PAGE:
Omron’s robots are both leading edge and proven in the most demanding warehouse environments, says Parker, but one of the most ingenious aspects of Omron’s mobile robot offerings is its Fleet Manager software, which “stitches it all together.” Fleet Manager simplifies integration through an intuitive interface, lowering the barriers to automation adoption and reducing Total Cost of Ownership (TCO) for the deployment. In addition, Fleet Manager provides fleet management functionality, enabling scores of AMRs to operate safely and effectively, even in busy traffic environments. Charging management and advanced navigation add additional efficiencies.

The brains of the operation

Artificial intelligence (AI) empowers warehouse automation, from AMRs to grippers through bin-picking systems and automated inspection cells to perform more effectively than ever before.

Brain Corporation is the company behind BrainOS, a cloud-connected AI software platform for autonomous mobile robots. The BrainOS software, which is deployed on Brain Corp’s delivery tugs and robotic floor cleaners, enables AMRs to navigate autonomously, learn from user demonstration and to process sensor data collected from usage to avoid obstacles.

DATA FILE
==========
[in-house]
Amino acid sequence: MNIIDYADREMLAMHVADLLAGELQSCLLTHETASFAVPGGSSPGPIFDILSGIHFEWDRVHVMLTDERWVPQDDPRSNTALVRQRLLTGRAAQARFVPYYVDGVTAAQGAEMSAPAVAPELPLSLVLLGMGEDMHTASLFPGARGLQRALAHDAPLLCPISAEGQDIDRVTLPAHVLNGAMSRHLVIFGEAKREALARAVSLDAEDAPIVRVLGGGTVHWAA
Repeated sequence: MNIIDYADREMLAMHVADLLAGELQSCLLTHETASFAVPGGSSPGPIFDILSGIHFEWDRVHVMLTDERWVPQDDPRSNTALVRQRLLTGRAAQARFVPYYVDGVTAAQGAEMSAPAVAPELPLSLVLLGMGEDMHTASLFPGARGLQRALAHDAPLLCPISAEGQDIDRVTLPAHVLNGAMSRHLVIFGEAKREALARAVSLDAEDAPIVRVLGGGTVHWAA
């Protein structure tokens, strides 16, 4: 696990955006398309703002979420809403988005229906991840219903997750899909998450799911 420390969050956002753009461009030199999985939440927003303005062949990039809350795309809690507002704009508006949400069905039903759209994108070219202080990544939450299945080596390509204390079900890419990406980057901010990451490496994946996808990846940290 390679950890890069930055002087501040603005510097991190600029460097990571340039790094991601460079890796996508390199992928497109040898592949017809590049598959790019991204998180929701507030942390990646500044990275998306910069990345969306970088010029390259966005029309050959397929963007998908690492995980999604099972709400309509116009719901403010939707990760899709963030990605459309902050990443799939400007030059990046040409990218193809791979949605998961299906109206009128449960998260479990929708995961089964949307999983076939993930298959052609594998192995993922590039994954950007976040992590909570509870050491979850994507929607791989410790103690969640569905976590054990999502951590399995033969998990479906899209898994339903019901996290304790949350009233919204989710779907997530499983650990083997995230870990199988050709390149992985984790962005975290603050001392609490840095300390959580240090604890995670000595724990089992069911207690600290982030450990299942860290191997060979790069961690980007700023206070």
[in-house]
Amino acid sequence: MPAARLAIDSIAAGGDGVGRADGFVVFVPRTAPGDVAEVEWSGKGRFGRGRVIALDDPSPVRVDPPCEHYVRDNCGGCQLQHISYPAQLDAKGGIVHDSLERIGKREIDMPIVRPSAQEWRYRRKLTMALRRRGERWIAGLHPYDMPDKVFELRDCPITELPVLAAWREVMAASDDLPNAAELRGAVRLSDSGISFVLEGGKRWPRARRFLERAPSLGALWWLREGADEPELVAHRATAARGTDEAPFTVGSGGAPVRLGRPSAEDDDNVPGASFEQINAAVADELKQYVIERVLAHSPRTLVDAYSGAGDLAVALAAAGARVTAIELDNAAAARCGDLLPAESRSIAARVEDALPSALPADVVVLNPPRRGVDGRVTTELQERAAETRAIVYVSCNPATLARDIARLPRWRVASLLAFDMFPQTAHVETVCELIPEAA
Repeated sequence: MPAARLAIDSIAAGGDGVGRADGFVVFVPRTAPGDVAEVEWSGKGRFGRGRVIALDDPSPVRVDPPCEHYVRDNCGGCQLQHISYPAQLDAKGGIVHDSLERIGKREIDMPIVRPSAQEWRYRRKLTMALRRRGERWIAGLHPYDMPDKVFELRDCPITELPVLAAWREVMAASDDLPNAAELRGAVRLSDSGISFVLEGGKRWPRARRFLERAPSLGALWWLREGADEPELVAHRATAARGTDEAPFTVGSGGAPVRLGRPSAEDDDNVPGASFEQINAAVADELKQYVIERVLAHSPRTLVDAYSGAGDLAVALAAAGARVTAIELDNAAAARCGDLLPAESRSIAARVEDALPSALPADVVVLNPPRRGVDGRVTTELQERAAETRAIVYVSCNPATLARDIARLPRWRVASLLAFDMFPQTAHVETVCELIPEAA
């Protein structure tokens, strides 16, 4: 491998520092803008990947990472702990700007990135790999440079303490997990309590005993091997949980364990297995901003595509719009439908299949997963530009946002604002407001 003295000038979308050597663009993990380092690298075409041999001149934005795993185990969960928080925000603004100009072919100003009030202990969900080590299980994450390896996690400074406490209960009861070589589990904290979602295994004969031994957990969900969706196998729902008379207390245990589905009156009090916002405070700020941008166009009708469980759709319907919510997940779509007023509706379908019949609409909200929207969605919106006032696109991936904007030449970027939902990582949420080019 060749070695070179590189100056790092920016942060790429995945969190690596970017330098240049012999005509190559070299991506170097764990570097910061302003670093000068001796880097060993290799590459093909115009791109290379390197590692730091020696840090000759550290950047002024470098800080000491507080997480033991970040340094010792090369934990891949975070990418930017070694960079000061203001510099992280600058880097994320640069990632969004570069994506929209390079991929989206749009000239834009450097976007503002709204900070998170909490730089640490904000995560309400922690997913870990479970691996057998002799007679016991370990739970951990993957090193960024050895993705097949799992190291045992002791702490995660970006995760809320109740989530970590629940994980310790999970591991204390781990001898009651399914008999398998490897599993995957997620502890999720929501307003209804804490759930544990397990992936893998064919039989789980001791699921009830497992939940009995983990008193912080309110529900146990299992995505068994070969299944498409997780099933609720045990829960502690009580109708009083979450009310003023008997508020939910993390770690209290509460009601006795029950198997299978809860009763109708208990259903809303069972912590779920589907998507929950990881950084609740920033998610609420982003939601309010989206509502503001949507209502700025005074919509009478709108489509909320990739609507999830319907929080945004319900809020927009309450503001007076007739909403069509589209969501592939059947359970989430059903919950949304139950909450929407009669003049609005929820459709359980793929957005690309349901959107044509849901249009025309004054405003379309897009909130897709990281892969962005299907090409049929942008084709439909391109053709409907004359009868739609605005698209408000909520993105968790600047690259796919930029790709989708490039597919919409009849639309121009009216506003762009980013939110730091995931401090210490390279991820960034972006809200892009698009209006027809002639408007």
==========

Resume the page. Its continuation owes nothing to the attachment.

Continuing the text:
Traditional industrial robots and automated guided vehicles require factories to be built around them, meaning a high amount of infrastructure cost, development, alongside extensive safety restrictions, says John Black, Senior Vice President, Product Engineering at Brain Corp.

“But now, new AMRs with more advanced sensor technology, compute power and AI are enabling significant changes in how facilities can operate. BrainOS-powered AMRs can safely and efficiently navigate dynamic warehouse environments even those with limited infrastructure accommodations in place for automation,” says Black, who notes that the system’s intuitive programming interface is designed for easy set up and operation by non-technical operators.

AI allows AMRs to make decisions autonomously, but without sacrificing safety. This frees industrial environments to safely open their floorspaces, making layouts and workflow more productive and efficient, says Black.

In November 2021, Brain Corp. announced that its fleet of autonomous floor cleaners and delivery tugs had officially covered 100 billion square feet since they launched in 2018, equating to a saving of more than 6.6 million labor hours in its customers’ facilities.

Meet DroneDog: Warehouse Security Robot

With trillions of dollars of goods moving through the world’s warehouses, security is an ongoing concern. Like other segments of the warehouse industry, security firms are facing labor challenges.